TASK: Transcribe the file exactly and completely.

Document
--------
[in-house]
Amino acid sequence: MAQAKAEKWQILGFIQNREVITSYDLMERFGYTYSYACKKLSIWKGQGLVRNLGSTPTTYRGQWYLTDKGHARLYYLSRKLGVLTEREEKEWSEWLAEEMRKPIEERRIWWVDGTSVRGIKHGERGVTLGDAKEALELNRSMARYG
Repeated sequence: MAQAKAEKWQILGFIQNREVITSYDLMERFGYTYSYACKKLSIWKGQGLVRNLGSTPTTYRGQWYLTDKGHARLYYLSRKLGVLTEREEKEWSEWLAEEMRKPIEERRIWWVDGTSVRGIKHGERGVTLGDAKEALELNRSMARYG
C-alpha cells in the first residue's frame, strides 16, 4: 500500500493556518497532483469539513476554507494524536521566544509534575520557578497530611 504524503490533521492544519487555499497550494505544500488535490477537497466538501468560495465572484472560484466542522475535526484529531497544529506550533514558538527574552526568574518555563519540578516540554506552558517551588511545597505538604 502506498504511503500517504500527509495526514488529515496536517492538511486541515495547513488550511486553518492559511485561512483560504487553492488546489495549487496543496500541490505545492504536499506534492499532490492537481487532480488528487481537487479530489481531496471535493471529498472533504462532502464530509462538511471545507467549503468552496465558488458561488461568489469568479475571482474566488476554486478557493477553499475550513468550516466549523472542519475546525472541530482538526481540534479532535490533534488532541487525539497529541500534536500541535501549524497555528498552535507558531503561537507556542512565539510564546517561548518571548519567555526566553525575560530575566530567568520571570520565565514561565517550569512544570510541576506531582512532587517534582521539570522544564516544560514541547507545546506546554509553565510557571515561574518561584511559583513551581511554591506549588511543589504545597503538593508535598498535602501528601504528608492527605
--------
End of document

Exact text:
[in-house]
Amino acid sequence: MAQAKAEKWQILGFIQNREVITSYDLMERFGYTYSYACKKLSIWKGQGLVRNLGSTPTTYRGQWYLTDKGHARLYYLSRKLGVLTEREEKEWSEWLAEEMRKPIEERRIWWVDGTSVRGIKHGERGVTLGDAKEALELNRSMARYG
Repeated sequence: MAQAKAEKWQILGFIQNREVITSYDLMERFGYTYSYACKKLSIWKGQGLVRNLGSTPTTYRGQWYLTDKGHARLYYLSRKLGVLTEREEKEWSEWLAEEMRKPIEERRIWWVDGTSVRGIKHGERGVTLGDAKEALELNRSMARYG
C-alpha cells in the first residue's frame, strides 16, 4: 500500500493556518497532483469539513476554507494524536521566544509534575520557578497530611 504524503490533521492544519487555499497550494505544500488535490477537497466538501468560495465572484472560484466542522475535526484529531497544529506550533514558538527574552526568574518555563519540578516540554506552558517551588511545597505538604 502506498504511503500517504500527509495526514488529515496536517492538511486541515495547513488550511486553518492559511485561512483560504487553492488546489495549487496543496500541490505545492504536499506534492499532490492537481487532480488528487481537487479530489481531496471535493471529498472533504462532502464530509462538511471545507467549503468552496465558488458561488461568489469568479475571482474566488476554486478557493477553499475550513468550516466549523472542519475546525472541530482538526481540534479532535490533534488532541487525539497529541500534536500541535501549524497555528498552535507558531503561537507556542512565539510564546517561548518571548519567555526566553525575560530575566530567568520571570520565565514561565517550569512544570510541576506531582512532587517534582521539570522544564516544560514541547507545546506546554509553565510557571515561574518561584511559583513551581511554591506549588511543589504545597503538593508535598498535602501528601504528608492527605